Politics

LANDBANK allocates P5.8B for agri climate resilience lending

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THE FREEMAN

THE Land Bank of the Philippines (LANDBANK) said on Wednesday that it is allocating P5.8 billion to support climate resilience projects in agriculture.

“LANDBANK supports investment in innovative technology that will help address climate change risks in the agriculture sector. This modernization is aimed towards improving the production and income of our local farmers while ensuring national food security amid the changing global climate,” LANDBANK President and Chief Executive Cecilia C. Borromeo said.

The state-run bank intends to finance farming technology, systems, facilities and equipment that will help farms and fisheries become more adaptive and resilient to the effects of climate change, such as severe storms and prolonged drought.

“The program can finance crop, livestock, and fishery projects that utilize climate-resilient technologies, such as the adoption of planting materials and seedling techniques for climate-resistant food crops, pipe irrigation that helps prevent water loss during dry season, and climate-adaptive farming systems such as terracing,” LANDBANK said.

“Modern facilities and equipment that minimize harvest and post-harvest losses during typhoons can also be financed under the program, including rice harvesters, dryers and outdoor grain storage facilities,” it added.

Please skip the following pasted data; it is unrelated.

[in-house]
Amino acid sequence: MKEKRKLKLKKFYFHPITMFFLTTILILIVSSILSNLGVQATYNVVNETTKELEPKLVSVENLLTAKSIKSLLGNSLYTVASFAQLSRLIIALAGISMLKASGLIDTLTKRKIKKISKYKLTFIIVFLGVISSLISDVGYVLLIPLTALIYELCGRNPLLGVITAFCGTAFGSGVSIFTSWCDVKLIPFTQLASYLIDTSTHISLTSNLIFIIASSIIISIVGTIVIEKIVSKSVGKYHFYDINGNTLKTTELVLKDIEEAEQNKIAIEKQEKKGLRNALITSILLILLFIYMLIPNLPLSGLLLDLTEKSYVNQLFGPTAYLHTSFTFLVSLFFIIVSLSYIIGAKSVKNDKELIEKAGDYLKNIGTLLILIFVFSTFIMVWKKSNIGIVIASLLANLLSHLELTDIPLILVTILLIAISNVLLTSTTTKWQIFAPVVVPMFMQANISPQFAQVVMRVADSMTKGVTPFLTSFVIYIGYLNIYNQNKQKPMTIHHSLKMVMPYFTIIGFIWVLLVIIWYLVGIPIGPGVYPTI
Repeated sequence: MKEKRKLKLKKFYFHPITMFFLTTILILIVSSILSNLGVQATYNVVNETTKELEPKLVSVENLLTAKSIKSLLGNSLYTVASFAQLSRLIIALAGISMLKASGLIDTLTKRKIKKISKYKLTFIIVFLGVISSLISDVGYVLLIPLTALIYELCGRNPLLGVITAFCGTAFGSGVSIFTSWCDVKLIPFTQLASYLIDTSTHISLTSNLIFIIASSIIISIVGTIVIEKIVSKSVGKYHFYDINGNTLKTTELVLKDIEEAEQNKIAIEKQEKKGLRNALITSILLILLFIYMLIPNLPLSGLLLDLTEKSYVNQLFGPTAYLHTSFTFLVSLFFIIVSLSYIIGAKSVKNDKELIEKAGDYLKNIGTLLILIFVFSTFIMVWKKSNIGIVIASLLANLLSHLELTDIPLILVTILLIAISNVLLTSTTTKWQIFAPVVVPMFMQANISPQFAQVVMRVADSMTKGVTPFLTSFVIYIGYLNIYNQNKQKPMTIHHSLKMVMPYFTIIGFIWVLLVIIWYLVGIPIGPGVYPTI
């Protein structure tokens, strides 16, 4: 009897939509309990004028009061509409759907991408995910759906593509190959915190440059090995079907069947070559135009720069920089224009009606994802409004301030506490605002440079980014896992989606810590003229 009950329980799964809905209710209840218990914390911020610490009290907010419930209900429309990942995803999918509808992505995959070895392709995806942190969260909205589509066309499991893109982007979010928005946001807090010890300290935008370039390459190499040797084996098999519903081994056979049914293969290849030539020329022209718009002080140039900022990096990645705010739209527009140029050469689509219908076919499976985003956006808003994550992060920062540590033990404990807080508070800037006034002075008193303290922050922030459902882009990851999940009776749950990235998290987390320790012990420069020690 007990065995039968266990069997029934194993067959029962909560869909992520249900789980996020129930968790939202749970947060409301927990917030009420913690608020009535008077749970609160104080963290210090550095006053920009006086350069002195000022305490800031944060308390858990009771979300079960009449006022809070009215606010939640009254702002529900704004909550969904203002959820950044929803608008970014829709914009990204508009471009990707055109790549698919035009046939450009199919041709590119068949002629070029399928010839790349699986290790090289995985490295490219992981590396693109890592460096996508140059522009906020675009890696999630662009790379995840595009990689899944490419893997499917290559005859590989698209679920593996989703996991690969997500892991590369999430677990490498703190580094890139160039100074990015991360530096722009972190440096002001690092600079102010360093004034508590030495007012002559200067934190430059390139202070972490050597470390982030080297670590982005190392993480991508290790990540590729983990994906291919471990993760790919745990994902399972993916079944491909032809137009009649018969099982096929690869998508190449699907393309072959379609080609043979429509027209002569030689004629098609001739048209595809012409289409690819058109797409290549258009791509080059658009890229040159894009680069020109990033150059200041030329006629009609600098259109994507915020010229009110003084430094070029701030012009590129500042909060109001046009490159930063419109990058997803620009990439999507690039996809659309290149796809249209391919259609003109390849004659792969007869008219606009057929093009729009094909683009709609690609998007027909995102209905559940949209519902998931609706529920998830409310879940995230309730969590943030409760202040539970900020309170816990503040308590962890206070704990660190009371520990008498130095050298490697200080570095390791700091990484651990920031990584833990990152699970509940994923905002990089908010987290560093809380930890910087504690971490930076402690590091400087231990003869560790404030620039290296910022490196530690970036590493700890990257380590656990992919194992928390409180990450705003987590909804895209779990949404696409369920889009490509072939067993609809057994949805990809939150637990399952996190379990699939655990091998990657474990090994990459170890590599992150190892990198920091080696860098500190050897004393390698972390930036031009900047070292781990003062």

The bank said it can provide credit for working capital and the construction of facilities such as greenhouses, reservoirs, rainwater collecting systems, and farm-to-market roads with drainage, and other new and emerging technologies approved and endorsed by the Department of Agriculture.

Cooperatives, associations, and private borrowers categorized as single proprietorships, partnerships, or corporations may borrow up to 80% of the total project cost.

Local government units may borrow not more than their net borrowing capacity as certified by the Bureau of Local Government Finance.

“Term loans for working capital and permanent working capital are payable up to one year and three years, respectively, while loans for fixed assets and construction of facilities are payable based on cash flow but not more than its economic useful life. Interest rates shall be based on the prevailing market rate,” it added. — Luisa Maria Jacinta C. Jocson